Out of the Woods: A Memoir (Audio Download):

Out of the Woods: A Memoir (Audio Download): Amazon.co.uk: Luke Turner, Luke Turner, Orion: Audible Audiobooks After the disintegration of the most significant relationship of his life, the demons Luke Turner has been battling since childhood are quick to return depression and guilt surrounding his identity as a bisexual man, experiences of sexual abuse, and the religious upbringing that was the cause of so much confusion It is among the trees of London s Epping Forest where he seeks refuge But once a place of comfort, it now seems full of unexpected, elusive threats that trigger twisted reactions No stranger to compulsion, Luke finds himself drawn again and again to the woods, eager to uncover the strange secrets that may be buried there as he investigates an old family rumour of illicit behaviour Away from a society that still struggles to cope with the complexities of masculinity and sexuality, Luke seeks to accept the duality that has been the cause of so much unrest in his life and reconcile the expectations of others with his own way of being Out of the Woods is a dazzling, devastating and highly original memoir about the irresistible yet double edged potency of the forest, and the possibility of learning to find peace in the grey areas of life

9 thoughts on “Out of the Woods: A Memoir (Audio Download): Amazon.co.uk: Luke Turner, Luke Turner, Orion: Audible Audiobooks

  1. Allan Hildon Allan Hildon says:

    It only took a few pages before I starting thinking is this an essay or a memoir I was none the wiser after struggling to the end of the book The writing was on the wall when Turner declares on page six Once again, my sexual orientation had begun to flow in confused directions and I struggled against the binary rules of heteronormative love And so it goes on.To be fair, I think Turner has some great stories aching to be freed from the bog of self absorption This book just wasn t the launch pad they deserved.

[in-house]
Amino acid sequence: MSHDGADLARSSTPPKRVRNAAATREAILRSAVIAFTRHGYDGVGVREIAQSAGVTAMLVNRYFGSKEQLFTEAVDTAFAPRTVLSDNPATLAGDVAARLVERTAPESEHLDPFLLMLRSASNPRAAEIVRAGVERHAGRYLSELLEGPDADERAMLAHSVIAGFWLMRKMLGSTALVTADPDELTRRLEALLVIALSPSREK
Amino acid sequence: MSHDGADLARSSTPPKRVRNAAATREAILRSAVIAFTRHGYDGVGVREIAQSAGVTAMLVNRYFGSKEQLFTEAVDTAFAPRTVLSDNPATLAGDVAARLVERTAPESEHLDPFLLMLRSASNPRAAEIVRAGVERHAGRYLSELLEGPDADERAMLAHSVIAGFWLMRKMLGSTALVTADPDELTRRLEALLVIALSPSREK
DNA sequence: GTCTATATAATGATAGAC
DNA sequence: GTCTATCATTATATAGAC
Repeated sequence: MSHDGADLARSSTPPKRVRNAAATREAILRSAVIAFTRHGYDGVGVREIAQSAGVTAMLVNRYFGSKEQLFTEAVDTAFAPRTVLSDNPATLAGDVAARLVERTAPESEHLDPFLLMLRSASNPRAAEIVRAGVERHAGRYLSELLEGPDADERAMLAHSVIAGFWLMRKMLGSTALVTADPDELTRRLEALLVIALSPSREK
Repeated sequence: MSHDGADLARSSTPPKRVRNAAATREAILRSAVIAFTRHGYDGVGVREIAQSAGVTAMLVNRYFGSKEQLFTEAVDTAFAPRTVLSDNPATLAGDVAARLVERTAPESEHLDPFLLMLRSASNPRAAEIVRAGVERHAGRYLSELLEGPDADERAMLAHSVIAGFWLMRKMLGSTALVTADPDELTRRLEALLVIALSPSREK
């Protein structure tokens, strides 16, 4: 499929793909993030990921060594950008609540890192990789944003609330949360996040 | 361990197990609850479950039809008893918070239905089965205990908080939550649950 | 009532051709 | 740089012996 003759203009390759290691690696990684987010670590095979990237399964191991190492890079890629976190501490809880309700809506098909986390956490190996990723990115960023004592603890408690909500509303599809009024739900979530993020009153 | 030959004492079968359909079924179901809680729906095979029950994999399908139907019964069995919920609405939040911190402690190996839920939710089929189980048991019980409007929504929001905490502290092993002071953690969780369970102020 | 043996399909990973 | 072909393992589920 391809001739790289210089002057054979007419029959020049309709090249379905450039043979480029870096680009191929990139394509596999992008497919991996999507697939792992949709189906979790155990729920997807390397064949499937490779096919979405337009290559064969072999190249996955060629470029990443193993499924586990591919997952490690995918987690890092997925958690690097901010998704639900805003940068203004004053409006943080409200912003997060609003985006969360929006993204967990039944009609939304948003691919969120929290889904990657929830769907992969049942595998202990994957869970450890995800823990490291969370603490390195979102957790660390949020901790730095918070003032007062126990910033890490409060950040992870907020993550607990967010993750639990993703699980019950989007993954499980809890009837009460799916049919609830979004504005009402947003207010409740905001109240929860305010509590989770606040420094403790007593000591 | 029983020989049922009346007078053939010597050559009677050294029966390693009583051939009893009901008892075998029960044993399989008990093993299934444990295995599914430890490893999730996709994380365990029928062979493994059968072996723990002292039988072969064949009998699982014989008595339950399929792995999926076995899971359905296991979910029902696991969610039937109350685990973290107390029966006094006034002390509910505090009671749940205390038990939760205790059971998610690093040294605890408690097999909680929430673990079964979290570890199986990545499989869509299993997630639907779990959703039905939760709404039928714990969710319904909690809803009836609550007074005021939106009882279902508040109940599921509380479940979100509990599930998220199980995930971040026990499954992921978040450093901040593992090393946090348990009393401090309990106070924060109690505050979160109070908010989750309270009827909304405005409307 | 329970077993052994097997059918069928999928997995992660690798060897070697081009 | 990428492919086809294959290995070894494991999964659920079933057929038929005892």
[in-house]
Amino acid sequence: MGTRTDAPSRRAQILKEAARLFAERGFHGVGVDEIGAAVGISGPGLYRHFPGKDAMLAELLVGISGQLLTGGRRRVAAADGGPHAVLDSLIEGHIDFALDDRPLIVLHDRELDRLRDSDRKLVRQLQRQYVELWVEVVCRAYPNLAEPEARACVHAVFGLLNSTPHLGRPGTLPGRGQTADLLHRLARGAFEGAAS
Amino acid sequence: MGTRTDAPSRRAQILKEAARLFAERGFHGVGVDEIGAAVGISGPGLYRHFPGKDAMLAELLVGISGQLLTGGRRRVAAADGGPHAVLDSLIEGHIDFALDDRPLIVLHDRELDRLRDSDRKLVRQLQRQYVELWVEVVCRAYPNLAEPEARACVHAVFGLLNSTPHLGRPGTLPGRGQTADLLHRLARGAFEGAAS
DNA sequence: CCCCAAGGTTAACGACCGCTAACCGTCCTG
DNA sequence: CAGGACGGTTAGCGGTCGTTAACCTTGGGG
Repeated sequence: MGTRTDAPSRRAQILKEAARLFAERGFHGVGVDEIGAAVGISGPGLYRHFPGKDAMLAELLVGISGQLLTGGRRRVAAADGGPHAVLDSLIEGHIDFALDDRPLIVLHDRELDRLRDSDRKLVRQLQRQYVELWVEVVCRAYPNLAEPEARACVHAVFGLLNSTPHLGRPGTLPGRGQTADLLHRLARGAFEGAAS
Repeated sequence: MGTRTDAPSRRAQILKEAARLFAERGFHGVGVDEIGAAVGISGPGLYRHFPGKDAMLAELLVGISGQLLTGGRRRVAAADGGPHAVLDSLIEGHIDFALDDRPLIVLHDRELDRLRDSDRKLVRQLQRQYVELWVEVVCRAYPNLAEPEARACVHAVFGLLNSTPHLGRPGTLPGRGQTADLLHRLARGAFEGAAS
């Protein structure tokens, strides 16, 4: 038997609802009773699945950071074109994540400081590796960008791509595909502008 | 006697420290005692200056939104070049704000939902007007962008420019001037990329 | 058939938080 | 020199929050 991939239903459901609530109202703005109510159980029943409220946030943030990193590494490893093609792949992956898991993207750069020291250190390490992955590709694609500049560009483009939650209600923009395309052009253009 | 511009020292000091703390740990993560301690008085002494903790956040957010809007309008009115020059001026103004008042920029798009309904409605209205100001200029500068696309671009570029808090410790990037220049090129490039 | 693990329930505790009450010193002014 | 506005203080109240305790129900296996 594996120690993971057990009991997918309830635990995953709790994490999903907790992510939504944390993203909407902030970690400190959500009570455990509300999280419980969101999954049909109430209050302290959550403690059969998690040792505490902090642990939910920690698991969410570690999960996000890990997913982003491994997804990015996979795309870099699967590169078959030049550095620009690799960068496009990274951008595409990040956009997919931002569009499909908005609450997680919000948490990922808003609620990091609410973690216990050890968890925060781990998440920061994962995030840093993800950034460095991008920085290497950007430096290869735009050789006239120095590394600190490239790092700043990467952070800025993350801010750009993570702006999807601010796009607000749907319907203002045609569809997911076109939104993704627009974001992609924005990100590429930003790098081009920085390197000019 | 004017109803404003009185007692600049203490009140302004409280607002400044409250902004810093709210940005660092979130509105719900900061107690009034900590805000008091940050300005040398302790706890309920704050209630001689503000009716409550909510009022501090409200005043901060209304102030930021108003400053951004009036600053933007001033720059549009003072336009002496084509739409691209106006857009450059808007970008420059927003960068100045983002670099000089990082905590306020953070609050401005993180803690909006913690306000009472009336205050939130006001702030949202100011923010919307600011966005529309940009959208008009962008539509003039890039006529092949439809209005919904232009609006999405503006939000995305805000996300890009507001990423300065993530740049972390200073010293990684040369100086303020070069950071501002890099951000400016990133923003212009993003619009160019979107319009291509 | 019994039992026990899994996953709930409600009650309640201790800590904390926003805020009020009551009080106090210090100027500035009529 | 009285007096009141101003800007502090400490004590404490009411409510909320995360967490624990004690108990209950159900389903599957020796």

2. 54678 54678 says:

    Out of the Woods is a really disappointing book There is a vaporous class condescension conventional blokes I d always loathed etc , which is difficult to pin down precisely, just as in Olivia Laing, but it s there , and also an intolerance of the ugly, the physically unblessed that is present outside the justifiable revulsion in certain key scenes It just feels too in thrall to the author s sense of superiority and difference, despite all the self flagellation pure covert narcissism And I speak as someone who really enjoys reading the author s stuff on The Quietus I can t begin to say how disappointed I was upon finishing this book I really wanted to like it And for all its proclaimed difference, it still instrumentalises nature much like all the memoirs he dismisses And it still has that basic narrative of transformation and betterment that getting scared by some odd shaped trees and having several boring trips doesn t entirely counter a book like Butcher s Crossing is light years beyond this on nature and darkness And no book that includes this ludicrous line on the Moors Murders should ever have been published Talk of their deeds must have reached my young ears, and I d shrink from the car window while crossing Saddleworth Moor where mire and Myra alike might drag little boys down And, the opening conceit with the photo on the wall Dear Lord It s just like in Alan Partridge s Nomad his box of his father s things in the attic serving precisely the same purpose though Partridge at least acknowledges the hokiness and contrivance In fact, there are so many similarities between Nomad and Out of the Woods, it s uncanny.